BRAZILE: He's being very honest and cautious. He was not ready for prime time. South Carolina is telling me for a candidate like Rick Perry, who is the governor of another southern state.

A lot of veterans, a lot of conservatives, but I don't think he has the time, the energy or no how to pull it off in time to win in South Carolina.

You know, Michele Bachmann had to exit poll in Iowa. Look for Rick -- look for Rick Perry to have an exit row in South Carolina.

SANCHEZ: I would very much agree that's a strong possibility.

BLITZER: If you look at these South Carolina numbers right now, 37 percent for Romney, but if you add up Santorum and Gingrich, that's 19 and 18. That's 37 percent right there. So if one of those guys were not there presumably, presumably, Mitt Romney would have a much tougher choice, much tough challenge right now.

SANCHEZ: Well, that's very true and if you look back in early December, Newt Gingrich was leading by double digit margins. There's been a big transformation, there's still fluidity.

I think overall Republican voters are saying to themselves, we're going to have a 75 percent candidate because the idea that it's exactly perfect is becoming increasingly difficult to proceed moving forward.

BLITZER: Good to have Leslie and Donna, they were early on in our studio here. This is our last show from this studio. We're moving to other studios, but we'll be back.

BRAZILE: It's a great studio. I should --

BLITZER: A lot of memories.

BRAZILE: I have to tell you, in this studio, you helped me find my sister during Hurricane Katrina.

BLITZER: Brings back a lot of memories for all of us. Thank you.

An ominous turn in Syria's bloody conflict. A bombing right in the heart of the capital leaves dozens of people dead and wounded, but who's responsible?

And those expletives that sometimes slip out on live television. Should broadcasters be held responsible? The United States Supreme Court is getting ready to decide.


BLITZER: Chilling new developments in Syria's bloody domestic conflict, a suicide bombing right in the very heart of Damascus leaves dozens dead and wounded.

The Syrian government calls it a terror attack and vows to strike back, quote, "with an iron fist," but activists call the bombing a plot by the regime. CNN's Arwa Damon has the very latest.


ARWA DAMON, CNN INTERNATIONAL CORRESPONDENT (voice-over): The second bomb explosion in Damascus in just two weeks. Syrians are not used to seeing images like this.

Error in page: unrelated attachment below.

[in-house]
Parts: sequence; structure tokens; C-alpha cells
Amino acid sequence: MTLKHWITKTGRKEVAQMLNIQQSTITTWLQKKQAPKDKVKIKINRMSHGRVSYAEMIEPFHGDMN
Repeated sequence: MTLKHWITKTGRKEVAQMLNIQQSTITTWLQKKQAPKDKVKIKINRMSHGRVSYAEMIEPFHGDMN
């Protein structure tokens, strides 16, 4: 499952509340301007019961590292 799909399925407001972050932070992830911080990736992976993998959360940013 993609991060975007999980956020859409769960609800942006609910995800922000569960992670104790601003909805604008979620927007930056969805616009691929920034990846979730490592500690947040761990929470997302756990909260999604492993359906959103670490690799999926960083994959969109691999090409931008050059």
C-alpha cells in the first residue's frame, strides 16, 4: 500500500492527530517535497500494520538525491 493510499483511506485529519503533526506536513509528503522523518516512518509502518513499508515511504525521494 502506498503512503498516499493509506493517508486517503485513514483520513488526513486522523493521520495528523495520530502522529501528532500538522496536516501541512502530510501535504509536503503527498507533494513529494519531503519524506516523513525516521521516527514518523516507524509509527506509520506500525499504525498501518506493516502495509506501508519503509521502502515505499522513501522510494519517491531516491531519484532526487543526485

State TV said a suicide bomber struck at a busy intersection. It aired a pro-government demonstration. People chanting their love for Bashar Al-Assad and expressing their rage about the attack.

We are with the president forever, this woman cries. Opposition activists say the bombings were part of a government plot to discredit them.

One who goes by the pseudonym of Yasid lives two streets from the explosion. We reached him by Skype. He explains one of the few neighborhoods that has had daily demonstrations.

UNIDENTIFIED MALE: Big ones that makes the regime weak, so who could name anything from this explosion but the region?

DAMON: Even after the explosion, people took to the streets in that same neighborhood despite the heavy security. Chanting one hand, one hand. Activists say that soon after this moment, security forces moved in.

UNIDENTIFIED MALE: Young child, about 10 years old. He was beaten very, very hardly I believe he was unconscious when they arrested him.

DAMON (on camera): And you saw them arresting and beating the child?

UNIDENTIFIED MALE: For sure, he was screaming and yelling. Ten people beating him and you just, you are just throwing a stone on them. After throwing a stone, you might get a bullet in your head. What can you do?

DAMON (voice-over): Refused permission to report from Syria, CNN is been unable to verify the opposition accusations, but videos uploaded to YouTube indicate that big protests continue and heavy casualties among the regime's opponents.

This video from Hamas set to show security forces opening fire on antigovernment demonstrators. And another from Homs, calling on people not to give up and denouncing the Arab League observer mission.

Many in the opposition had hoped the mission would save them and are bitterly disappointed. Human Rights Watch says the Assad regime has deceived the monitors while continuing its crack down on decent.

This mother's message for the Arab League, may God have revenge on you as she wails over her son's lifeless body. Arwa Damon, CNN, Beirut.


BLITZER: What a horrible, horrible situation unfolding in Syria right now and the pressure is mounting on the Europeans, the rest of the Arab world, the United States, to do something about it.

The United Nations Security Council presumably will take action at some point assuming China and Russia come around, but that's a big if right now.